Like Prochnow wisely said, “Advocacy can be contagious. It needs to start with you.”
Q: In the story of your life, what was the most challenging chapter you needed to overcome?
A: The most challenging decision I’ve ever made was whether or not to become a mother. For years, I told myself and my family that I just didn’t see children in my future.
However, as my life progressed, my personal life intersected with my professional life. I became involved with advocacy on behalf of women and children, and I began to understand that these areas of crisis I see will not be solved in my lifetime; there would be more work than my generation can complete.
Q: What empowered you to overcome those challenging moments?
A: When we did decide to become parents, it was because we wanted to share our lives and were in a position to do so in the midst of our hectic professional careers. We could financially afford to provide for a child and offer a loving and stable home. It was the best decision of our lives and we can’t imagine our world without Sydney.
Q: In your autobiography to your teenage self, what lessons do you wish she’d learn from what you’ve accomplished?
A: I would encourage her to pay attention to what is happening in the world around her. Tell her to watch the news, read the paper and talk about issues with people in the community. I would challenge her to think about ways she could help by taking action and sharing her time and talents.
Q: What connection changed that changed your life story are you grateful for now and why?
A: The story of one particular woman we served at the YWCA was especially powerful.
She went out for a walk one day and just kept walking. She was eventually picked up on the side of the road and brought to the YWCA. In my conversation with her, she talked about her situation and revealed how she was too scared to trust people. It was difficult to open up and ask for help because she was never previously allowed to do so and she was ashamed.
It serves as a reminder to me about why I’m in the profession I am. Not only does the YWCA serve a very specific and necessary purpose, but it is part of my life’s work to ensure there is a welcoming place for women and their children to find safe refuge and support.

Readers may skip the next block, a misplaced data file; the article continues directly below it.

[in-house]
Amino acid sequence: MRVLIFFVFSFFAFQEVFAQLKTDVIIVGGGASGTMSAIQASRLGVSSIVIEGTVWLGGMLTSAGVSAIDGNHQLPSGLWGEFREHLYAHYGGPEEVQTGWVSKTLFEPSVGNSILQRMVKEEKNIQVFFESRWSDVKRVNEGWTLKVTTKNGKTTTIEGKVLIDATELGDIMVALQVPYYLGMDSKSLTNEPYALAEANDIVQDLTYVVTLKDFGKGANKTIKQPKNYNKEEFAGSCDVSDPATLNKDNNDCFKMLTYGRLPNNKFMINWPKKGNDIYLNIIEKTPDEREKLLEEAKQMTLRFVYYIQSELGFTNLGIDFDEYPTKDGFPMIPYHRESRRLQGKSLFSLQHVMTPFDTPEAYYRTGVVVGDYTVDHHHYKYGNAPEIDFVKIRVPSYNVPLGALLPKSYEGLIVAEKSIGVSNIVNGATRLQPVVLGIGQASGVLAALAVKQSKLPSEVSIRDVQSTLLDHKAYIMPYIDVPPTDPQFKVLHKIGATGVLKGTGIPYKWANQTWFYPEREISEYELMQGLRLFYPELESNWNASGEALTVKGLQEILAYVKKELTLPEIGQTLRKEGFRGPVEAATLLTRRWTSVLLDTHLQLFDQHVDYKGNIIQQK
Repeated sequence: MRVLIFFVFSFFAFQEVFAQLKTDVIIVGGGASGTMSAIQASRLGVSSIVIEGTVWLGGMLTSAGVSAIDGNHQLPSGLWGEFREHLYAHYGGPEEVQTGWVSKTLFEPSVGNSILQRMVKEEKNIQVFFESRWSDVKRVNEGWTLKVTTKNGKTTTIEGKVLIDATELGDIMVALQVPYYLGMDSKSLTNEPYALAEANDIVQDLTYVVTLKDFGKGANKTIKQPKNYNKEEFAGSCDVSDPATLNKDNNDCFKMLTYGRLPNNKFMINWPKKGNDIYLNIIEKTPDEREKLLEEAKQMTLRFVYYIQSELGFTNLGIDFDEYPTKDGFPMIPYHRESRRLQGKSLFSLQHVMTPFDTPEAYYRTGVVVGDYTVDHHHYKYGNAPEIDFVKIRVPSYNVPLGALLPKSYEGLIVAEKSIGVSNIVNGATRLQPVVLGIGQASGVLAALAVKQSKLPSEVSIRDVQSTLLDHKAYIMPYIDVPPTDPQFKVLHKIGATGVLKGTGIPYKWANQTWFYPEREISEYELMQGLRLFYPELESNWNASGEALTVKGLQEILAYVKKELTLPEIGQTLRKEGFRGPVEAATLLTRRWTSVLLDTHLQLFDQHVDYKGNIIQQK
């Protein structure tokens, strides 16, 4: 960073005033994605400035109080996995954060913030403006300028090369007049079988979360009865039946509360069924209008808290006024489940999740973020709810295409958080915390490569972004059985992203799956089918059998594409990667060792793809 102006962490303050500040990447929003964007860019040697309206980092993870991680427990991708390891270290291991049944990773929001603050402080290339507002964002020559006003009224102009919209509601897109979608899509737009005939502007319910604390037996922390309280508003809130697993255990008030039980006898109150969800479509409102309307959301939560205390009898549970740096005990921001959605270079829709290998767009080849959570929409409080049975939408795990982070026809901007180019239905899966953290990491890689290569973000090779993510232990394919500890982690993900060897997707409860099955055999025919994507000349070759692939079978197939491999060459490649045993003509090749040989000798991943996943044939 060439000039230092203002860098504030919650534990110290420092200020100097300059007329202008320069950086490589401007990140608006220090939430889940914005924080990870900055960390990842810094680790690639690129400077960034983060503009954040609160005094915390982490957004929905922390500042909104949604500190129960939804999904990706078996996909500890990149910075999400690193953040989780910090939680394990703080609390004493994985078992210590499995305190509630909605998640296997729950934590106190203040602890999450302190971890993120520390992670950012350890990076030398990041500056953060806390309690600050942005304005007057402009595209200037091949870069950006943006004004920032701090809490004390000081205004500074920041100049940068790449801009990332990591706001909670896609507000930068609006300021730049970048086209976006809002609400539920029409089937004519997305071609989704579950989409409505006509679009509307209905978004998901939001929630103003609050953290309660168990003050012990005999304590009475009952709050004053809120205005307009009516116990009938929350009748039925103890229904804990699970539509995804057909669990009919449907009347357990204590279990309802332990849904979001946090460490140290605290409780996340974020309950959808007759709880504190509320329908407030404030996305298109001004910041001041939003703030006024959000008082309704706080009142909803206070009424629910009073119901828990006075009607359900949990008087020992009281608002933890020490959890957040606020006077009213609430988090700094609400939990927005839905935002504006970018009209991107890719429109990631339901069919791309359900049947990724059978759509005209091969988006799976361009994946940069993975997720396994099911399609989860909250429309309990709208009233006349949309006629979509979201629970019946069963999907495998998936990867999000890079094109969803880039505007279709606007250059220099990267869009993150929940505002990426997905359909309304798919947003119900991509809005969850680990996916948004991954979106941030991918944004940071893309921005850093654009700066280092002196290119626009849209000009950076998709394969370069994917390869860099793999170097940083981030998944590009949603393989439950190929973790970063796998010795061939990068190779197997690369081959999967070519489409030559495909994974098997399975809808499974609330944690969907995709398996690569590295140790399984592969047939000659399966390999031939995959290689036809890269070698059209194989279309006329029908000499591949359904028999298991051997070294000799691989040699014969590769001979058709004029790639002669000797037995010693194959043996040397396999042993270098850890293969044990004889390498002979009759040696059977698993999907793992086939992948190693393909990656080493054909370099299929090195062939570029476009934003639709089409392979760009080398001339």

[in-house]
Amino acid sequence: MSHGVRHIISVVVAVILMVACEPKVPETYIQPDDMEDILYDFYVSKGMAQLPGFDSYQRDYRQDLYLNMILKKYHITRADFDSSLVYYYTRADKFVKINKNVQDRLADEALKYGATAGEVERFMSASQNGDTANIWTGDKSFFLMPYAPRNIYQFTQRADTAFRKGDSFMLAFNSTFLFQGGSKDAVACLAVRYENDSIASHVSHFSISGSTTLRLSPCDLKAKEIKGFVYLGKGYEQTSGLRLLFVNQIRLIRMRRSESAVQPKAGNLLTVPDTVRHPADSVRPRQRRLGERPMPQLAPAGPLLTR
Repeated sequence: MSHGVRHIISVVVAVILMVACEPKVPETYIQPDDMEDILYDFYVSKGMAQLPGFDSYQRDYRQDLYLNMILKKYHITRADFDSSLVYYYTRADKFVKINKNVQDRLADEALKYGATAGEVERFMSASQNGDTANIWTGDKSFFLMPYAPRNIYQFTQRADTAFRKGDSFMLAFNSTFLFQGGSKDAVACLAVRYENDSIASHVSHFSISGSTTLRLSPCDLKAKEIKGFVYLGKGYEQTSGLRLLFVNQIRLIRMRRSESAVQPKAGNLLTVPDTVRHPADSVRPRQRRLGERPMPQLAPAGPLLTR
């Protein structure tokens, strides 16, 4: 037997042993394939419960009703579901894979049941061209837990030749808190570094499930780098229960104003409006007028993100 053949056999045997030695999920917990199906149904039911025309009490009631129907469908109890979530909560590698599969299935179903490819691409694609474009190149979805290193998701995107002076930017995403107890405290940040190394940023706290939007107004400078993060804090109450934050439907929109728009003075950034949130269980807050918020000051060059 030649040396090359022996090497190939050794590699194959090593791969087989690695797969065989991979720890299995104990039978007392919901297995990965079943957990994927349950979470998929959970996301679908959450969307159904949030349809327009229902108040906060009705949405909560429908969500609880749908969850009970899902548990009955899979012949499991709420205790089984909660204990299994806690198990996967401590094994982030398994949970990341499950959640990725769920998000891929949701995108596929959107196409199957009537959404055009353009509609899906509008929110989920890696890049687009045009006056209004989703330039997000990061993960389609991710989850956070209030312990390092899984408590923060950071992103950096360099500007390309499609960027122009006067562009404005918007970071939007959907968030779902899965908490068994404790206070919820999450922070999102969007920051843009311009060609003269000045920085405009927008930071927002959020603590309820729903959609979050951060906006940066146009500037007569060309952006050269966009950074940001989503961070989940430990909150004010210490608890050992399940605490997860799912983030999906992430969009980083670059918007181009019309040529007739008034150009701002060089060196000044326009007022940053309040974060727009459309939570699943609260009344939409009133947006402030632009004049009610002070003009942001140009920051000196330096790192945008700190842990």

Q: How can women best impact the world today?
Get involved in something you are passionate about.
It’s easy to say, “Oh, I should volunteer there.” Or “I would love to help with that.” But the reality of our busy lives is that our thoughts and ambitions often fall flat at the idea stage. Taking the idea and passion to the next level by getting involved requires picking up the phone, sending an email or inquiring, “How can I help?”
There are so many worthy organizations and issues to join and become a part of in our community. I encourage women to think about what they are passionate about – or even something they just want to learn more about – and then take action and get involved.
By: LaurelLee Loftsgard
Domestic abuse is all around you.
It could be your friend, cousin, sister, co-worker or a person you pass on the street.
How do you know? Unfortunately, a lot of times you won’t know, but there’s always something you can do.
The first is to understand what domestic abuse is and its signs.
Domestic violence is a pattern of abusive behavior in any relationship that is used by one partner to gain or maintain power and control of another intimate partner, regardless of race, age, sexual orientation, religion or gender, according to the U.S. Department of Justice’s Office on Violence Against Women.
While the most commonly known type of abuse is physical, there’s more to it than that. There’s also sexual, emotional and psychological abuse.
Keeping or taking your paycheck; stopping you from seeing your friends and family; putting you down; threatening suicide to get you to do something; forcing you to perform sexual acts you don’t want or like — all these are forms of domestic abuse, according to domesticviolence.org.
According to the Centers for Disease Control and Prevention and The National Institute of Justice, almost 25 percent of women experience at least one physical assault during adulthood by a partner.
According to helpguide.org, there are some ways to recognize the warning signs of domestic violence and abuse.
• They seem afraid or anxious to please their partner.
• They go along with everything their partner says and does.
• They check in often with their partner to report where they are and what they’re doing.
• They receive frequent harassing phone calls from their partner.
• They talk about their partner’s temper, jealousy or possessiveness.
Some other signs of physical abuse, isolation or psychological warnings are:
• They have frequent injuries with the excuse of “accidents.”
• They frequently miss work, school or social occasions without explanation.
• They dress unusually to hide bruises or scars such, as long sleeves in the summer or sunglasses indoors.
• They’ve been restricted from seeing their family and friends.
• They rarely go out in public without their partner.
• They have limited access to money.
• They have very low self-esteem, even if they used to be confident.
• They show major personality changes.
If you suspect someone is being abused, speak up. They probably are scared and confused, so don’t wait for them to come to you.
Talk to them in private and tell them your concerns. Explain what you’ve noticed and why it has made you worried. Just listen, offer help and try and support their decisions.
If you are a victim, the main thing to remember is that you are not alone.
It is not your fault.
There is always someone there to help, places you can go and people you can call. All you need is the strength to say “no.”